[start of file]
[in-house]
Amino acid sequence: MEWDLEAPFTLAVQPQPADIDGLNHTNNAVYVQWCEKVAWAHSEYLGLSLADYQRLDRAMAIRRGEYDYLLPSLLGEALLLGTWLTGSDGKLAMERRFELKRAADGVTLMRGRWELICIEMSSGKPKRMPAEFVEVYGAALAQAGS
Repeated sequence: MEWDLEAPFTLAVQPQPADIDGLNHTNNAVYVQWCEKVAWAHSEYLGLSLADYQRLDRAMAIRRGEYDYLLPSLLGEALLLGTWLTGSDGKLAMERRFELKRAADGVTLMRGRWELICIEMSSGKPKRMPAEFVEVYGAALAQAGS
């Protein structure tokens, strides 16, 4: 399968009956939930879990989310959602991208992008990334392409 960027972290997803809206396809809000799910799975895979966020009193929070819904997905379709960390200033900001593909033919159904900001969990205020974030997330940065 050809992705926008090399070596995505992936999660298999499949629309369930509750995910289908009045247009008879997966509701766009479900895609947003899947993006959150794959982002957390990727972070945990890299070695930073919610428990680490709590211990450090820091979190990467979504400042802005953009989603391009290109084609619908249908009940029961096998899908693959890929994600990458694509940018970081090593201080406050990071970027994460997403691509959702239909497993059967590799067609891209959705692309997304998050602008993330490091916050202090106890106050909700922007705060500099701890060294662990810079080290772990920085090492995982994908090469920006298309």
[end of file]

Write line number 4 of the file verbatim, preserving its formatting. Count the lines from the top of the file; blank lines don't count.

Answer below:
């Protein structure tokens, strides 16, 4: 399968009956939930879990989310959602991208992008990334392409 960027972290997803809206396809809000799910799975895979966020009193929070819904997905379709960390200033900001593909033919159904900001969990205020974030997330940065 050809992705926008090399070596995505992936999660298999499949629309369930509750995910289908009045247009008879997966509701766009479900895609947003899947993006959150794959982002957390990727972070945990890299070695930073919610428990680490709590211990450090820091979190990467979504400042802005953009989603391009290109084609619908249908009940029961096998899908693959890929994600990458694509940018970081090593201080406050990071970027994460997403691509959702239909497993059967590799067609891209959705692309997304998050602008993330490091916050202090106890106050909700922007705060500099701890060294662990810079080290772990920085090492995982994908090469920006298309």